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Saturday, June 10, 2023

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Arts + CultureMusicUnder the Stars: For Juneteenth, support Black justice while...

Under the Stars: For Juneteenth, support Black justice while expanding your musical horizons

A Friday fundraiser for the NAACP Legal Defense Fund: Score new tunes from rRoxymore, Fulu Kolektiv, Shawn Pittman, more

June 19th is recognized as the date of the official emancipation of the last remaining enslaved African Americans in the United States. The milestone took place in 1865 in Texas, two and a half years after Abraham Lincoln issued the Emancipation Proclamation. Juneteenth is undoubtedly worth a song, or several.

If you’re looking for new sounds to celebrate, you have some great options. And to facilitate your soundtrack, Bandcamp is holding its third annual Juneteenth fundraiser from midnight Thursday to midnight Friday, PST. The music platform will donate 100 percent of its share of sales to the NAACP Legal Defense Fund to support its ongoing efforts to promote racial justice through litigation, advocacy, and public education.

Here are some suggestions on what to purchase. Go fill up your carts and hit checkout on Friday, to ensure that your money will fight the power!


San Francisco’s Dark Entries was created in 2009 to distribute out-of-print and unreleased underground electronic and post-punk music from the 1970s, 1980s, and 1990s, as well as contemporary artists referencing similar sounds. They remain vigilant, dedicated to tracking the evolution of dance music. 

Shawn Pittman’s 1989 Dreams, a rare and highly-sought-after private press treasure, produced and composed by Art Forest, details how 1980s R&B-modern soul, Detroit techno, boogie/freestyle, and late-night warehouse anthems all resided on the same piece of wax. All of the tracks here, remixed by the late George Horn at Fantasy Studios, are just waiting to hit your record bag. Make sure to play them out often. Others must bear witness to radio-friendly dance music, still built for the 5 a.m. warehouse habitat, that can rock any gathering before or after brunch.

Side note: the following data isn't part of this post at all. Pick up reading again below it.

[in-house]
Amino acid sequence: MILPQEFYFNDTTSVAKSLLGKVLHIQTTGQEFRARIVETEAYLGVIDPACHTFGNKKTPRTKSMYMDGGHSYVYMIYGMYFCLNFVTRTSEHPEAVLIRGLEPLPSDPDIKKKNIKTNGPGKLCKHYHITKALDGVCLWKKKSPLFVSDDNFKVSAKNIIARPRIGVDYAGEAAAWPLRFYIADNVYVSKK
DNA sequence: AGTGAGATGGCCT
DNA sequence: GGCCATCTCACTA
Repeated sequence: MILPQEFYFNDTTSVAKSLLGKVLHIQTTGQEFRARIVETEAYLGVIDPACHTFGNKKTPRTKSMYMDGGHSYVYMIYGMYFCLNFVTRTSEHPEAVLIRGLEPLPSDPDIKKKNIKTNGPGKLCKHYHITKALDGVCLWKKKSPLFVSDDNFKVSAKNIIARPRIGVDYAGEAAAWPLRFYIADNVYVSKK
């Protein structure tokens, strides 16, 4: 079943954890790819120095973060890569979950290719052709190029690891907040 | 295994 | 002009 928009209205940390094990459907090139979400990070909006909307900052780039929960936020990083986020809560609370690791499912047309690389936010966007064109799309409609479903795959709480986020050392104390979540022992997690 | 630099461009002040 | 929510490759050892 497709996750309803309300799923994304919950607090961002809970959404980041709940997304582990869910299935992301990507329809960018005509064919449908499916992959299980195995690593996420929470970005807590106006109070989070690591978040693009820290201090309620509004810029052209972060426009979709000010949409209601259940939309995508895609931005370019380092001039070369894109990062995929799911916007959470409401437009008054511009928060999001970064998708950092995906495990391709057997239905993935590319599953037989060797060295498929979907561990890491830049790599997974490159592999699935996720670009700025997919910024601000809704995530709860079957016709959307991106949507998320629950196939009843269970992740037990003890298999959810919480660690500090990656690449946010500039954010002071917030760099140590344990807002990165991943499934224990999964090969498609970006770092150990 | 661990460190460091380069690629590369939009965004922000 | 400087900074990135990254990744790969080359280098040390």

Purchase here.


It’s been much too long, and how I’ve missed the ambient joys that only the French-born producer rRoxymore can conjure. 2019’s Face to Phase, a long-player filled with muddy frequency, posed the question, “How do you enable noise to move you?”

Her love of blending acoustic music and raw noise, as well as charting out new coordinates for electronic arrangements, landed her on several “best of” lists that year, putting a lasting influence on many.

“I Want More,” Hermione Frank’s new EP on the AUS label, finds her once again forging divergent paths without explanations.

The nimble first song “Drunken Clouds” carries those downtempo moon stomper vibes, flush with ambient backstories and kick-drum realities. It moves unerringly and precisely, between the motions. Methodical tropospheres persist on the quasi-broken-beat thumper “I Wanted More,” outfitted with pleasant vocal snippets, soothing bass colors, and feel-good progressions. rRoxymore can do straight London heat—quite well, matter of fact—when she chooses the “banger” route. We hear that other rRoxymore with “Midnight Shift,” with her slamming the wheel headlong into those unexpected curves. Hopscotching lengths mixed with lighter accents, leaning into lovely, atmospheric cloud cover amongst drum and bass/grime-type grumbling.